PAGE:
Tango Topics | Exploring Your Dance

(note: this is my opinion of how things should work, take it with a grain of salt.)

ASKING A WOMAN TO DANCE

She walks into the room, kisses, and hugs her friends on her way to putting down her shoe bag, and then finding her seat to put on her shoes. It seems like she’s kissing and hugging everyone in the room for cryin’ out loud. Finally, she finds half a chair at the crowded milonga, and slips off her street shoes into what appears to be brand new Madame Pivots, all sparkly and shiny new. Just as she finishes her right shoe hook, she looks up and is immediately whisked away out of her chair by a favorite Lead. One tanda, two tandas, three tandas, she comes off the floor to get some water, and no sooner does her foot hit the carpet, when another Lead takes her by the hand, and off they go. One tanda, two tandas, and off the floor to head for water, and a chair! She’s looking a little disheveled after that last Lead. He was a bit rough on her, but she smiled through it, he had some nice qualities. She sits for the first time in 45 minutes, drinking her water, and finally catching up with a friend. Legs crossed and eyeing the room, and avoiding it at the same time.

Gentlemen, how do you ask this Follower for a dance ?

Well to be honest with you there are many ways of asking a woman to dance as there are stars in the sky, and they all basically involve the same thing: Being a Gentleman, and not an asswipe! However before we can ask this follower to dance, we need to at least acknowledge a few things: You and your technique, and/or the lack therein. 

Before you go out social dancing: You want to address your issues. More than likely you have issues, we all do, we are all not perfect dancers. However, the issues that are being referenced here are the ones that you can’t see. They’re structural in nature, and quite honestly you don’t necessary have the training to suss them out. Not kidding. No joke. It is for this reason that we suggest the following: Get thee into some private lessons, and focus on your posture first and foremost, your walk with regards to that posture, and last but not least > your posture, with your walk, with the embrace. Dude look, its not about the steps and the patterns. I know you think you can ‘dance’, I know you believe that you’ve taken a few classes with (fill in the blank), and they’ve taught you some really cool and fancy moves that god him/herself would deem as ‘Yup! That’s pretty cool!”. The fact is, that your posture is more than likely the source of 40% of your issues with followers, and the other 50% is your embrace!!! which is being generated by a poorly executed and unstable walk which you are thereby blaming on the Follower for following your lead which is incomplete at best! Put simply, your embrace is probably like a vice grip and you just don’t realize it. Perhaps you use your left arm as a metronome (bouncing up and down in time to the music). Or on top of that, you’ve been told that you must have ‘resistance’ from her, she has to push into your hand, otherwise you can’t feel her or what she’s doing. There are some teachers that teach ‘Resistance’ Based Dancing, and there some are some that don’t. Most men, when they have the tables turned on them and the ‘resistance’ based dancing mirrored back to them…they never want to do that again, ever! It’s frakkin’ work!!! What we’re wanting is ‘Intention’ Based Dancing.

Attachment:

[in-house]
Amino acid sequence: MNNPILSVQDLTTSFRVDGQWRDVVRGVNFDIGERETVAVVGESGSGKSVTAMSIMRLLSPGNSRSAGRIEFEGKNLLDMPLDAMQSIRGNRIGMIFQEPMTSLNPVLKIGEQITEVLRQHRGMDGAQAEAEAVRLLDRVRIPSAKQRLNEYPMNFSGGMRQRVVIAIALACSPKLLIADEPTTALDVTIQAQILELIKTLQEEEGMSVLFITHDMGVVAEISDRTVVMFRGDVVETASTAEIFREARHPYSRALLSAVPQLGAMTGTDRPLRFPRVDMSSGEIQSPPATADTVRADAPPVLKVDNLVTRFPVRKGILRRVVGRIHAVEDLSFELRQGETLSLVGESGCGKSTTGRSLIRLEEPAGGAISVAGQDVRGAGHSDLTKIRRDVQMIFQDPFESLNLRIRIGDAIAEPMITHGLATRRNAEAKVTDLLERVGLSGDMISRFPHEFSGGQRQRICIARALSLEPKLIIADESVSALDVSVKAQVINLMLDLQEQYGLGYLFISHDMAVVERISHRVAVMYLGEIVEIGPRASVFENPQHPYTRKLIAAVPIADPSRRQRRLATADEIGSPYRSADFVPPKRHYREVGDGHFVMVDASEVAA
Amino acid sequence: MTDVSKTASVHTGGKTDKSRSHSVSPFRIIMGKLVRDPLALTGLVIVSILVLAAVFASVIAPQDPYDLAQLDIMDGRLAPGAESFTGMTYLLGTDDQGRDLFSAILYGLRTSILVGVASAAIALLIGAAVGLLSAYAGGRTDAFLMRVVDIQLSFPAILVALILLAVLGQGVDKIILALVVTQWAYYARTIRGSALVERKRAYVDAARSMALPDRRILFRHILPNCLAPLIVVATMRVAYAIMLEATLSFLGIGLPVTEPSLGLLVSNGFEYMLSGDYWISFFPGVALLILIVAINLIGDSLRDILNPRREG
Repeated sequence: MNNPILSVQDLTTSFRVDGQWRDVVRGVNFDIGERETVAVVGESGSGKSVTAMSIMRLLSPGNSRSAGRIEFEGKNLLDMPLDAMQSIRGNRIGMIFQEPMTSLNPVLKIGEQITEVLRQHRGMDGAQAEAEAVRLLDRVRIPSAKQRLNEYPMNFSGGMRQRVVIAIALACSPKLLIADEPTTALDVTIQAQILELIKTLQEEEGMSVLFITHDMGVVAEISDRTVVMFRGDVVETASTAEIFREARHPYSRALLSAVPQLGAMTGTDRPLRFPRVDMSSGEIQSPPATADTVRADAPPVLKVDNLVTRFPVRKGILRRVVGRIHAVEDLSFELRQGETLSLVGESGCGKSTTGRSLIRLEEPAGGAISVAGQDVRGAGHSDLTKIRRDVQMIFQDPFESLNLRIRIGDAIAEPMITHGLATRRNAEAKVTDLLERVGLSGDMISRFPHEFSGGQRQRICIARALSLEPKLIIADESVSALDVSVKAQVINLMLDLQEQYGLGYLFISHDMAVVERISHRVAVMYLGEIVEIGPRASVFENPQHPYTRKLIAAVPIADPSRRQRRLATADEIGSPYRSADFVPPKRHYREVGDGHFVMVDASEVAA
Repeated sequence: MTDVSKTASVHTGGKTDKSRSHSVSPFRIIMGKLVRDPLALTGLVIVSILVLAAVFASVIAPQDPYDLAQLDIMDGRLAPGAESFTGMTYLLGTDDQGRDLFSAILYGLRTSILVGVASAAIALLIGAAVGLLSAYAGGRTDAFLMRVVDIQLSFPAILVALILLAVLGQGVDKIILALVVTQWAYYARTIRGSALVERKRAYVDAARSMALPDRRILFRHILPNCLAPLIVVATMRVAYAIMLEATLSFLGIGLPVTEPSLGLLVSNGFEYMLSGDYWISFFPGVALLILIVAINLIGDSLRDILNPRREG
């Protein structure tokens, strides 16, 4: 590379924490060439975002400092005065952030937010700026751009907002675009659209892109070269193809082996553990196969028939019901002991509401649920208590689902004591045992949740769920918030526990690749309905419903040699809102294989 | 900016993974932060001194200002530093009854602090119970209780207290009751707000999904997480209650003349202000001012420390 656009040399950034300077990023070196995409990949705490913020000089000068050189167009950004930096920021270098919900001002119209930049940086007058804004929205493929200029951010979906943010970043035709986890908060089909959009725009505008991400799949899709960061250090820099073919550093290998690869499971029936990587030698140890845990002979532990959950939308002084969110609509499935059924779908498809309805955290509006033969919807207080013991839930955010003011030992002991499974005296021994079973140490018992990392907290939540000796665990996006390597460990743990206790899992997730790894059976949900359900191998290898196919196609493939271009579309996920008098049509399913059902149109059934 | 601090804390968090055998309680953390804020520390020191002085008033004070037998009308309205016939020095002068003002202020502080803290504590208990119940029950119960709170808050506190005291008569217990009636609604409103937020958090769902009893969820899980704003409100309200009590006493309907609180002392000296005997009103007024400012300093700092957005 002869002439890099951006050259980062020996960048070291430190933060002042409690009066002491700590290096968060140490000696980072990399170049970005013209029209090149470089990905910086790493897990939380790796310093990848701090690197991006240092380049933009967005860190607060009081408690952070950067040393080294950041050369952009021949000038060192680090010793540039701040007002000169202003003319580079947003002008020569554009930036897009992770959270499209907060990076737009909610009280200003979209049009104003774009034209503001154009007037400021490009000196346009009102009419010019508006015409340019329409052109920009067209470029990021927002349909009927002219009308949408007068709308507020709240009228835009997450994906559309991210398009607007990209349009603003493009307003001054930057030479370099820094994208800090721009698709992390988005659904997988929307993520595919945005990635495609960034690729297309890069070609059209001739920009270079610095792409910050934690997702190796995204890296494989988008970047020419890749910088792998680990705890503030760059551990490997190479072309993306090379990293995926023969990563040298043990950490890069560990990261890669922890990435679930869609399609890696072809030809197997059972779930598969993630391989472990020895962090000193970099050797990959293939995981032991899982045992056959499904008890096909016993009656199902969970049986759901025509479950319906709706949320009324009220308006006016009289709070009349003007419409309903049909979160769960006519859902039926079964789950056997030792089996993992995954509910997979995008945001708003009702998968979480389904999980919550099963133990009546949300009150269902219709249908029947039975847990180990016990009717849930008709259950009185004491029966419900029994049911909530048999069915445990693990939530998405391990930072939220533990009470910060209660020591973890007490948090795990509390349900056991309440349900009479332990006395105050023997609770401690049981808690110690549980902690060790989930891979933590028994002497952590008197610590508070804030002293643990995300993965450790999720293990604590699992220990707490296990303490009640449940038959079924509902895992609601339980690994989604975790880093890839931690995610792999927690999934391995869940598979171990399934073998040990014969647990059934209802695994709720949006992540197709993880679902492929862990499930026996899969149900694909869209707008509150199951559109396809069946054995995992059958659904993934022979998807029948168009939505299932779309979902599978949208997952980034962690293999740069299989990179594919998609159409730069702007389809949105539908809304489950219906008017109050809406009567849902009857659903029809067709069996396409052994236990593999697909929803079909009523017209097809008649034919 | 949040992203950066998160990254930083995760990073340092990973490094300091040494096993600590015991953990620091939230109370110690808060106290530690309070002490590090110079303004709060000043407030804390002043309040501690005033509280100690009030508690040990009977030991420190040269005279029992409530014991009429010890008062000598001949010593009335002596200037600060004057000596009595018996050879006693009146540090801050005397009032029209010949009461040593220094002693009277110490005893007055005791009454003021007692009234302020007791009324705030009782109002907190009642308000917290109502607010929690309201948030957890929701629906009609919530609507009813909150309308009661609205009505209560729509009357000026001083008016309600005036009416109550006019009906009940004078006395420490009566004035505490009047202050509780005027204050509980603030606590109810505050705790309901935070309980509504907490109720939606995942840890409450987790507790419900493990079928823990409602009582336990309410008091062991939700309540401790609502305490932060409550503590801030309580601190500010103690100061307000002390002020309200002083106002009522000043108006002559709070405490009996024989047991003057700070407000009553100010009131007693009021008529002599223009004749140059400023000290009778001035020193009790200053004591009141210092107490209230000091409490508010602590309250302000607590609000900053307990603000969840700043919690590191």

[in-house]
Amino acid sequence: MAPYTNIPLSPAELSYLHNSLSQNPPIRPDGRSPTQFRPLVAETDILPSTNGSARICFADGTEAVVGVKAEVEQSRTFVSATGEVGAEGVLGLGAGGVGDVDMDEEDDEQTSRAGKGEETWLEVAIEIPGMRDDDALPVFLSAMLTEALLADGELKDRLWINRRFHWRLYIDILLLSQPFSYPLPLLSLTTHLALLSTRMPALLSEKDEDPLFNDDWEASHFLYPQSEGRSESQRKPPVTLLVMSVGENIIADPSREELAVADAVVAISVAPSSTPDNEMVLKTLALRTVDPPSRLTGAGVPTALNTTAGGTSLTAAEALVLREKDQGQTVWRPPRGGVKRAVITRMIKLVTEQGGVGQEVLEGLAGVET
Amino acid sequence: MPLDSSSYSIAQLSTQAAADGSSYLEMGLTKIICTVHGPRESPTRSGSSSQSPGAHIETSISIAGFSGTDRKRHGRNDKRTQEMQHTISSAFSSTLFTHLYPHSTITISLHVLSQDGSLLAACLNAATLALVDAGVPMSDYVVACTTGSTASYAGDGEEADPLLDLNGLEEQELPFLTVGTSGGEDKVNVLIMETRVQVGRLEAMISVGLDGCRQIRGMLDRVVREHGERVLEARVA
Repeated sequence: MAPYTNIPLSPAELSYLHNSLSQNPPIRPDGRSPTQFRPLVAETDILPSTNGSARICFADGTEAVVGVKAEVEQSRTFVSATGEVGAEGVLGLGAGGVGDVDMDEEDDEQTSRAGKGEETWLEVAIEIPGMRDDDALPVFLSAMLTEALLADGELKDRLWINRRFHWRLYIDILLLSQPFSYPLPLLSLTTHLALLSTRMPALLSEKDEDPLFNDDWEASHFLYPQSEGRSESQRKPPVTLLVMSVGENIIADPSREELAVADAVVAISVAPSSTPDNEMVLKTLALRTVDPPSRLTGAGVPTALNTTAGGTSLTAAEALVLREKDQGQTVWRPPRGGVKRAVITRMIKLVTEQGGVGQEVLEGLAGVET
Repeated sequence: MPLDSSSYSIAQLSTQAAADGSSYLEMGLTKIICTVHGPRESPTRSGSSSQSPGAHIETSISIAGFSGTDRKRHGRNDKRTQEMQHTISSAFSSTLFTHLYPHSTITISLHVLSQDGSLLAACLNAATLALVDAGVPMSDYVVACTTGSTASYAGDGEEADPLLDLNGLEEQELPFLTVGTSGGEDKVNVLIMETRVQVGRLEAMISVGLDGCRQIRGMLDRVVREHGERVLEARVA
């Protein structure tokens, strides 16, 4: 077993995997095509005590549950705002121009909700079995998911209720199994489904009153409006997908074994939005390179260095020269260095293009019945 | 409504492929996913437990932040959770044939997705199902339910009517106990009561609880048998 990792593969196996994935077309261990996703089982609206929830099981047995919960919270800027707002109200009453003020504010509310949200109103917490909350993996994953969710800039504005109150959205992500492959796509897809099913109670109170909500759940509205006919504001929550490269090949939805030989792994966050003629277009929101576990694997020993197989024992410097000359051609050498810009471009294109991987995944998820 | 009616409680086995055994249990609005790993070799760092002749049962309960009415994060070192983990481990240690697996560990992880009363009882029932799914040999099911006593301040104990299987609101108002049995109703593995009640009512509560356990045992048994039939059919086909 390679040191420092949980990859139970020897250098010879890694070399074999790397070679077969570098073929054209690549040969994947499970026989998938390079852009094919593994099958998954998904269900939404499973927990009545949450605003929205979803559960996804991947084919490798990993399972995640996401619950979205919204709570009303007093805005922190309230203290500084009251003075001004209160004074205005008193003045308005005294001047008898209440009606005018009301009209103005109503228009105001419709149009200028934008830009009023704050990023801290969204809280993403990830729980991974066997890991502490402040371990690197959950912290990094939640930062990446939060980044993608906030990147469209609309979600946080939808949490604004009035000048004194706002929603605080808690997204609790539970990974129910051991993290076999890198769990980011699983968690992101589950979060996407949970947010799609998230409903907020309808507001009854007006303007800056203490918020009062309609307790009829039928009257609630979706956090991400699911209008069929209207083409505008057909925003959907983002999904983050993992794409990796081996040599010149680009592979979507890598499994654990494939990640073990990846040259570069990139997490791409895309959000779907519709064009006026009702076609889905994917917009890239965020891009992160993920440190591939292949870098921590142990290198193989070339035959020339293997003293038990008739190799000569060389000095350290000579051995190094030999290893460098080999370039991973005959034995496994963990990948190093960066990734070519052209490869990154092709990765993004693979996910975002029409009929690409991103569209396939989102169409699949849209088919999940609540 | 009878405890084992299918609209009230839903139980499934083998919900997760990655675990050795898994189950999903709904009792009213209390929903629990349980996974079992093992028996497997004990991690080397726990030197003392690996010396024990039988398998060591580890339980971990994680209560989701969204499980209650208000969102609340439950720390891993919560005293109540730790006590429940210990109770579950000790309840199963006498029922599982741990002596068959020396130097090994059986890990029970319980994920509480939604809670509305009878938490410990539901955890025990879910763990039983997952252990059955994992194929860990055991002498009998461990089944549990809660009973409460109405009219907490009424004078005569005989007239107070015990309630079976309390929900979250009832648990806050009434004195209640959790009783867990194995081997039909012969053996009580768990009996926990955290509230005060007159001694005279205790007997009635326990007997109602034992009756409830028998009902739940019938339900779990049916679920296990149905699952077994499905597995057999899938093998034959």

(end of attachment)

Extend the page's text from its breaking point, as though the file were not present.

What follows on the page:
There are many things to work on before you ask this Follower to dance, but these things are very important to creating a lovely experience for the Follower, not you, the Follower. Believe it or not, contrary to what you might believe or have been told, the dance is all about the Follower. Without them there is no dancing! Got it ? So it stands to reason that we want to create a quality experience without ego, without arrogance, and without being an ass, but rather a humble but clear lead. Doing all of these things, private lessons (not group classes), focusing on your embrace, your walk, and of course the music (more on that later), and then focusing on the Follower’s enjoyment will create the desired results that you’re looking for on multiple social levels and dancing levels. This isn’t about fancy moves, or steps/patterns/figures. It’s about generating an experince that makes the Follower say one singular word at the end of the tanda: “Another ?“.